Review

Envy Review

By:
Apr 30, 2004 | 11:19am EDT

Tim Dingman (Ben Stiller) and Nick Vanderpark (Jack Black) have been best friends neighbors and co-workers for many years and while the stable Tim tries his best he can't convince the dreamer Nick to give up his hare-brained get-rich-quick schemes. Good thing because one of Nick's ideas--a spray called Vapoorizer that literally makes dog poop and other kinds of excrement disappear--actually succeeds making Nick like crazy rich. Of course Tim had an opportunity to go in on the deal at inception but pooh-poohed (pun intended) the whole thing. D'oh! Tim seethes with envy as he watches his friend's wealth grow to outrageous proportions--and is fueled even further by a wildcard--an oddball drifter (Christopher Walken) Tim meets in a bar who imposes himself in the situation. Soon Tim's life (and the script) is careening wildly out of control and he has to make peace with his friend--and himself--before he can get it back on track.

There's always a risk when you combine two comic talents in the same movie--and unfortunately the Stiller/Black pairing doesn't make the cut. Granted Stiller has proven that he is good as a duo but usually only with Owen Wilson (Zoolander Starsky & Hutch) or a bevy of leading ladies including Cameron Diaz (There's Something About Mary) and Jennifer Aniston (Along Came Polly) while Black seems to be best when left to his own devices either as the supporting player (High Fidelity Orange County) or leading man (School of Rock). The actors never really get to work their particular brand of magic with Black mostly suppressing his wildly eccentric ways and Stiller nauseatingly overextending his manic ones.Envy's supporting cast fare a bit better including the always weird Walken as the wacky drifter J-Man as well as Rachel Weisz (Runaway Jury) stretching her comic wings and Saturday Night Live's Amy Poehler as Tim's wife and Nick's wife respectively.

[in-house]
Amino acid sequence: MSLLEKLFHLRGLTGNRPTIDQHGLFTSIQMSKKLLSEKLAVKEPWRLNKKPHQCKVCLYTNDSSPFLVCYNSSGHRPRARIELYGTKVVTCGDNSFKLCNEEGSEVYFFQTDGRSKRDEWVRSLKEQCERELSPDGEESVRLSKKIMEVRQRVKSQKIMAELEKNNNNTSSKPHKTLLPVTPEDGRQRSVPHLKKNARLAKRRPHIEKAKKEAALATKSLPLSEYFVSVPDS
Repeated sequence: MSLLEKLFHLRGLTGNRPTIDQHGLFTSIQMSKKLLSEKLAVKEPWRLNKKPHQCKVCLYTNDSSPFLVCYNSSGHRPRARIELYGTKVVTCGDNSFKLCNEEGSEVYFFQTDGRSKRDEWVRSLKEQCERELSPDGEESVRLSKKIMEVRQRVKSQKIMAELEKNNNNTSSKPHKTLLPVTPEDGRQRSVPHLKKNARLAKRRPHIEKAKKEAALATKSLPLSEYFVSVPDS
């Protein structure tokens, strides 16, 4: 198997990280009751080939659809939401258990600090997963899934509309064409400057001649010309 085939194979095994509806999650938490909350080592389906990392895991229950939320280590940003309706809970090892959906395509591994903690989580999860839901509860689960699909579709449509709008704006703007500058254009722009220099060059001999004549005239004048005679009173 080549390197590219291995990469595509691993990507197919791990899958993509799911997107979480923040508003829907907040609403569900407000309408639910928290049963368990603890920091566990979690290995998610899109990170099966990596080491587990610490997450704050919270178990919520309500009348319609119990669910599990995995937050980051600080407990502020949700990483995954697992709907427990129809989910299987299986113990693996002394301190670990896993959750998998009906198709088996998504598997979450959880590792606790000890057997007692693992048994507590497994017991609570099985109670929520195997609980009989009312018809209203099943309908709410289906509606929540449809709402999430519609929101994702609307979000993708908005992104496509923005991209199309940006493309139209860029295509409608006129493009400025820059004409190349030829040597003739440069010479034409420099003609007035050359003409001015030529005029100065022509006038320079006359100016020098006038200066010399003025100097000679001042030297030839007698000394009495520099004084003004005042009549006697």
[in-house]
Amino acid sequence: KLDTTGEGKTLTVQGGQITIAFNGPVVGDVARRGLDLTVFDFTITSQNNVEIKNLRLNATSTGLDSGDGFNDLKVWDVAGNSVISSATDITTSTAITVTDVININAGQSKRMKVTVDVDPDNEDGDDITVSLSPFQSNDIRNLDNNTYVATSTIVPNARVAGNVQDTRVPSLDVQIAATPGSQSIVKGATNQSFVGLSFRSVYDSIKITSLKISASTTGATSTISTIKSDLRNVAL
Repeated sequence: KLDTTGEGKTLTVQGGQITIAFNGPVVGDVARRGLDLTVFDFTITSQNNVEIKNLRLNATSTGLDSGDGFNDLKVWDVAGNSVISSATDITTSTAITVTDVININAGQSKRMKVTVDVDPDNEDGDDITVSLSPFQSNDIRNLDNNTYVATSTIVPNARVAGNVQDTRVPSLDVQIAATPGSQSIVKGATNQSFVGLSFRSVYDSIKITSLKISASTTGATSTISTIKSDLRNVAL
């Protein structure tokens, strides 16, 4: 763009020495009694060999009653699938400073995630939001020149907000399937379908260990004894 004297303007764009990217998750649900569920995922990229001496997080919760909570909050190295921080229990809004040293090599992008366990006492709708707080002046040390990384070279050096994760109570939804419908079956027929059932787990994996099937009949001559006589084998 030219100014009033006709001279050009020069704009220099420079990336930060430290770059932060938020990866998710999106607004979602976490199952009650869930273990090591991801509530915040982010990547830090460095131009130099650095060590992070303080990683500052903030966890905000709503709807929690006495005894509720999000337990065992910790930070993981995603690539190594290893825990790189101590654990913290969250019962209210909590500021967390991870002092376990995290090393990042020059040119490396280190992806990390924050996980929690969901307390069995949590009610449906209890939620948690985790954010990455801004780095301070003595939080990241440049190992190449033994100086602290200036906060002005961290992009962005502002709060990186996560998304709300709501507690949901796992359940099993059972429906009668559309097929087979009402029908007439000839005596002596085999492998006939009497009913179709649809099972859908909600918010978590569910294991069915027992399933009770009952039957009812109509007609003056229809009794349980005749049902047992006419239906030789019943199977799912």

Whenever a film has been sitting on the shelf for over two years it usually spells trouble. Based on a pitch by Curb Your Enthusiasm's Larry David (imagine that development meeting) newcomer Steve Adam's script initially hits the right notes--and under the guidance of director Barry Levinson the premise is cleverly set up. The film even has a fair share of laugh-out-loud moments including Nick's detailed observation that his hand is a "freakish sidekick"; J-Man's effort to get Tim to open up: "Let it tumble out like circus freaks"; Tim's only funny meltdown "I'm just a little man who doesn't like flan"; and the ever-present question on everyone's mind "Where does the poo go?" There is even a hilarious narrative song running throughout the film รก la There's Something About Mary. But once the envious feelings reaches a fever pitch that quirkiness goes out the door. You want the ca-ca to hit the fan you expect it to but alas that is not the case. The film ends with a flush leaving a tidy bowl and you wondering why you sat through this crap.

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